Northern Sky Theater continue its season into the fall with the production of Muskie Love. While Northern Sky performs during the summer on the stage in Peninsula State Park, the fall/winter productions are held in the Door County Auditorium, at least until the new facility is completed.
Muskie Love follows the adventures of rival fishing guides Ben and Bea. However, Bea’s Uncle Roy wants them to take things further than friendship and lures them into a love trap. Despite their distaste towards each other, they can’t seem to fight the draw between them. Peppered throughout the tale is comedy in the form of Packer devotion and an inept Fish and Game Warden. The show has been produced at Northern Sky in 2004, 2005, 2009, 2013, and now in 2018.
Muskie Love was the first collaboration between composer Paul Libman and Dave Hudson, playwright and lyricist. Together they have worked on eight shows for Northern Sky. Libman and Hudson received the Richard Rodgers Award twice.
The quirky cast of fishermen and women in Muskie Love also serves as a reminder of the importance of sport and commercial fishing in Door County. In short, Ann Birnschein, Marketing Director & Volunteer Coordinator, says of the show, “Muskie Love celebrates the love of the waters of Green Bay through the eyes of the charter fishing businesses.” She pointed out some pertinent lyrics from one of the shows songs, “On Green Bay”:
There ain’t nothin’ / Like a sunrise spreadin’ out across the water / There ain’t nothin’ / Aint it somethin’ / To see the rocky islands peekin’ through the mist / And now the birds are wakin’ up and yearnin’ for the sky / If ya listen close you’ll hear the goslin’s hungry cry / This is when I love it most, / And I’d spend most every day / On the water / In a boat / Pole in hand / Sit and float / There ain’t nothin’ in this world that even comes close to a day / Out on Green Bay / Green Bay how we love you and the things you have to give / In or on the water you’ve got all we need to live (Muskie Love, lyrics by Dave Hudson)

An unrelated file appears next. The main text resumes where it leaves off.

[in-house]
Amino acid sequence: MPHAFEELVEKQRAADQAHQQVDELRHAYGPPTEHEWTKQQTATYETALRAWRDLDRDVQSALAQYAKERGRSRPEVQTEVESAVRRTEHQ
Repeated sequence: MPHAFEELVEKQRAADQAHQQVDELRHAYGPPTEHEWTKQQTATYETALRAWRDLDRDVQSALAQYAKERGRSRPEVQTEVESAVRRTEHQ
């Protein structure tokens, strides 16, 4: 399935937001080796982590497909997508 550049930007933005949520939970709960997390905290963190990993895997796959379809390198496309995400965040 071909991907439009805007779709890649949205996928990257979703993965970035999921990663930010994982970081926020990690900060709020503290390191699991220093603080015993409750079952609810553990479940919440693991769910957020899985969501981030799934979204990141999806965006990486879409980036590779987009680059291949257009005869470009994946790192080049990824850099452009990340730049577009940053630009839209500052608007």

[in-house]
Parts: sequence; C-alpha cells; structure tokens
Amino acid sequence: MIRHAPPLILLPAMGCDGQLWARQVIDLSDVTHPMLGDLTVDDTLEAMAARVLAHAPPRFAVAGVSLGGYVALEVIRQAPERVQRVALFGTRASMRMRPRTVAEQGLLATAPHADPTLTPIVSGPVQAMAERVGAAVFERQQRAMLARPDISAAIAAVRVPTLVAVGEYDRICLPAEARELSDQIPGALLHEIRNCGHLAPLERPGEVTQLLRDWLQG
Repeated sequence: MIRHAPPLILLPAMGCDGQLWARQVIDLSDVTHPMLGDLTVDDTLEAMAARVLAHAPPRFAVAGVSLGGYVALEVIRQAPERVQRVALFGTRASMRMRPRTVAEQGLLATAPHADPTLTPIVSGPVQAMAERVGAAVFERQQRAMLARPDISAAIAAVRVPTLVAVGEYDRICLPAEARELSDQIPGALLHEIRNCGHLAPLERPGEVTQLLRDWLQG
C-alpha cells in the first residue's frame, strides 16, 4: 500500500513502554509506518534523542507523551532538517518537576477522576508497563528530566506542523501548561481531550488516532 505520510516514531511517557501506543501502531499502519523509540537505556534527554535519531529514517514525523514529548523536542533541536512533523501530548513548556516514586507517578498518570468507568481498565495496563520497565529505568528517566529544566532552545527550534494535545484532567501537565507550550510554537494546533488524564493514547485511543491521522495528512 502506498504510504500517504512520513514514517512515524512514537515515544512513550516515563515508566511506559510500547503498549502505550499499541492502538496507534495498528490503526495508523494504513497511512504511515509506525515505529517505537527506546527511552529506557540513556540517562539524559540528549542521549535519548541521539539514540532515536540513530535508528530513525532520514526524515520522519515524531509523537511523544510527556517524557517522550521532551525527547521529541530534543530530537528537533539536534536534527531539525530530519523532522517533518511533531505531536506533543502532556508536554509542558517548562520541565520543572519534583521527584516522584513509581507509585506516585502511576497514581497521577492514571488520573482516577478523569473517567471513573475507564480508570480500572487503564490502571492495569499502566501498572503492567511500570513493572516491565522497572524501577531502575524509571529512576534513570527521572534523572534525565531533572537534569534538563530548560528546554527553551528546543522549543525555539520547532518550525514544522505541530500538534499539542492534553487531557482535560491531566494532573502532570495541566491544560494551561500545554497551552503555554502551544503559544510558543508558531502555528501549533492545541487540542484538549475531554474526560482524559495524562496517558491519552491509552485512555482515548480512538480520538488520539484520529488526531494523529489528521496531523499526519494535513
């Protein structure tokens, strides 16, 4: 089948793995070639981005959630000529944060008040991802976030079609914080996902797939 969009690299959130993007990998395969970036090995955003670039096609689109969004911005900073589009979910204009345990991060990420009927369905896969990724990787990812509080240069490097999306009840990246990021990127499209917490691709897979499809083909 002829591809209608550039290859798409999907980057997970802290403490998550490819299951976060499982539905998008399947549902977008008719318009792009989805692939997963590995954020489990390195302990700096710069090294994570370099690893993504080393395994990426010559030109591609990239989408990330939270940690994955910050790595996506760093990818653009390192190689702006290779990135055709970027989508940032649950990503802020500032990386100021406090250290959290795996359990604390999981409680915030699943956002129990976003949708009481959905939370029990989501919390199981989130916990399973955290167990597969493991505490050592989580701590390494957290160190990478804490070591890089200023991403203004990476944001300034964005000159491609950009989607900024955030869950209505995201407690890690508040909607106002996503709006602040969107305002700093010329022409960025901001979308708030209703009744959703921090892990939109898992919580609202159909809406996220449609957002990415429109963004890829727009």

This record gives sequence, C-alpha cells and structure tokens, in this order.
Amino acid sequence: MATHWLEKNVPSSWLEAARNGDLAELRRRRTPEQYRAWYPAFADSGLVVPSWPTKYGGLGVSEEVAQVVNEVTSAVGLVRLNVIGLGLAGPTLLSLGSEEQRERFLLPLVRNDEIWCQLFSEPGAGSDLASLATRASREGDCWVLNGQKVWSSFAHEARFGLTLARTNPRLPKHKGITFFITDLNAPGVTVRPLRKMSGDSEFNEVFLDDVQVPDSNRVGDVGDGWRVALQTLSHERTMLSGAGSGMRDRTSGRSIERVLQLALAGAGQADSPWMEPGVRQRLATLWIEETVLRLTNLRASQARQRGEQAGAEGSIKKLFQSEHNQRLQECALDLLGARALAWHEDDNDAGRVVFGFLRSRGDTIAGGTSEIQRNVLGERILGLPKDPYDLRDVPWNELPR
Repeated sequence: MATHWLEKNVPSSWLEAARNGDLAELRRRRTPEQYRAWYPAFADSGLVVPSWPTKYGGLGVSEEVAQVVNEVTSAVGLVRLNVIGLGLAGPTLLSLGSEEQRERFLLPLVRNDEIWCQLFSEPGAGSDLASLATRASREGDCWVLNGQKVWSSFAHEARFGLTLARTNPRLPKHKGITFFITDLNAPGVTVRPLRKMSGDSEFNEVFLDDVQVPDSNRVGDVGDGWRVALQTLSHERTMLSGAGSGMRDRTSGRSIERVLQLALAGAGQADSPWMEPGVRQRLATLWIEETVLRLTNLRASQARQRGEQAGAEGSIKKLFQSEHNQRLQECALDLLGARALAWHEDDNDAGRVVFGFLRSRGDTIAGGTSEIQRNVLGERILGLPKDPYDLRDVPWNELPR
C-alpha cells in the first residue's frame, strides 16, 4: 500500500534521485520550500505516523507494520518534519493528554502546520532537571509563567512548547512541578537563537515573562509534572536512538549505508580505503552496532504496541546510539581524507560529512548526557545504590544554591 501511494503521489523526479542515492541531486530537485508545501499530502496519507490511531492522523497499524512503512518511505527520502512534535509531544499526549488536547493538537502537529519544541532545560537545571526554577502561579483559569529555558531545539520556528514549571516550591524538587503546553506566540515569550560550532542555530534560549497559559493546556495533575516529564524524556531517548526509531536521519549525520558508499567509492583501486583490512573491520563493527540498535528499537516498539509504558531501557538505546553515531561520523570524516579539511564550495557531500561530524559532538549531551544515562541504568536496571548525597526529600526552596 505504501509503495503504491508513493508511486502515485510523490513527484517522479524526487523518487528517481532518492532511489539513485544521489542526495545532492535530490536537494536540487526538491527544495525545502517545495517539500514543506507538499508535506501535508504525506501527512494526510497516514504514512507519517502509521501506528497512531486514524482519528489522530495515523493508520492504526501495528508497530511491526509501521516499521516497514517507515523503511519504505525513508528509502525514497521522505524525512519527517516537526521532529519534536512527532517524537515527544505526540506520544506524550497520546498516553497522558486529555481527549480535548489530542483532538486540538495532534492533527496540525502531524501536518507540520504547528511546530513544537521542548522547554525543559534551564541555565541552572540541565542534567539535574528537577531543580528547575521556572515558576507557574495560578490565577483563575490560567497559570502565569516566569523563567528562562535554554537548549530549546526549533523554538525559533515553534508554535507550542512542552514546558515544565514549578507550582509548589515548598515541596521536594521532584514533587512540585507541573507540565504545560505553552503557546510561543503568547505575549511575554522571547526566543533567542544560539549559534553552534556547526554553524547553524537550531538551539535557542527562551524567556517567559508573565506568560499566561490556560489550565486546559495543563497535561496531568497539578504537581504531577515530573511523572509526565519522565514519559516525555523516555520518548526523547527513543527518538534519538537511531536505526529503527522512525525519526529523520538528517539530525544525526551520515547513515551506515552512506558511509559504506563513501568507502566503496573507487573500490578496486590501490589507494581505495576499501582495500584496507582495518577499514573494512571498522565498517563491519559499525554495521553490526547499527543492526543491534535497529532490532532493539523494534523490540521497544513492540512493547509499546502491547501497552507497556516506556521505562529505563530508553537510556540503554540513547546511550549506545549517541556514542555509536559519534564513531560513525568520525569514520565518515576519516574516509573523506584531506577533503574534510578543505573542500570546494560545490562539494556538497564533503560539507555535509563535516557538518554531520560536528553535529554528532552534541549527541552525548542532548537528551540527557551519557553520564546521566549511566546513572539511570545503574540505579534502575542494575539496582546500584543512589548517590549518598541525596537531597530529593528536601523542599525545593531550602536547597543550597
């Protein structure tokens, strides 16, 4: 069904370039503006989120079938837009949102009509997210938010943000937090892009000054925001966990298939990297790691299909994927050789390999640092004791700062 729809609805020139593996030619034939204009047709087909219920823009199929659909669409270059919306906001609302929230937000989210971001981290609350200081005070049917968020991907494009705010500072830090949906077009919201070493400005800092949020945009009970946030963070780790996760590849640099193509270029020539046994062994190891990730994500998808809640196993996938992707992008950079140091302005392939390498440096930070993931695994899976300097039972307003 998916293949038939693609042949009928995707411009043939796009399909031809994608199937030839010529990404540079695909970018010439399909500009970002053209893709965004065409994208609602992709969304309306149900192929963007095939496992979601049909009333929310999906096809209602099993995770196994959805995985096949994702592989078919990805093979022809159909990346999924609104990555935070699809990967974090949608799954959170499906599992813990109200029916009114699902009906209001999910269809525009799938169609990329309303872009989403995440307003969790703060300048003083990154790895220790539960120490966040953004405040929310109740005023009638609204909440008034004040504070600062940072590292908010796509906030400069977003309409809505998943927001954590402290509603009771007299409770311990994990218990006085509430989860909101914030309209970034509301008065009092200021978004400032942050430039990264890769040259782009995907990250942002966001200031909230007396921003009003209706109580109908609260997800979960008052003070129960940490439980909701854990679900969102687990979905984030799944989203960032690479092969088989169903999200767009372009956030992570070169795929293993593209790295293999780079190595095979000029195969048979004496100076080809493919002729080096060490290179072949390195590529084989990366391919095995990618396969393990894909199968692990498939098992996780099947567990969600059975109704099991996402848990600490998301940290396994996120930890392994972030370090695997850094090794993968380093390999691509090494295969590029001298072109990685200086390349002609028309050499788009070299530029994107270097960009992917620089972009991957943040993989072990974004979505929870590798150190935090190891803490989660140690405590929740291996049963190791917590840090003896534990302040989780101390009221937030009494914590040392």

These lyrics not only represent the feelings of the fishers in this story but also the idea of Green Bay having “all we need to live.” They are also indicative of the real life history of the fishing industry in Door County.
A Brief History: Fishing in Door County
Commercial fishing remains one of the largest industries in Door County. Fishing goes back to the first settlers on the peninsula. Many were European and a fish-based diet was typical, so a fishing industry naturally developed from there. At its peak in the 1930s, there were 40 families on Washington Island that owned commercial fisheries. Although there were many boats out on the water, there were plenty of fish to meet the needs of all. This continued into the 1940-50s, providing a variety and abundance of fish.
However, this all changed when the St. Lawrence Seaway opened and permitted foreign species to enter the lakes, hitching rides in the ballast tanks of the ocean-going-vessels. With the introduction of critters such as lamprey eels, alewives and zebra and quagga mussels, the fish population was destroyed, either directly as prey of the invaders or by starvation, with the disruption of the food chain. Today, most of the commercial fishing operations are gone leaving only a few families to continue the tradition in the county.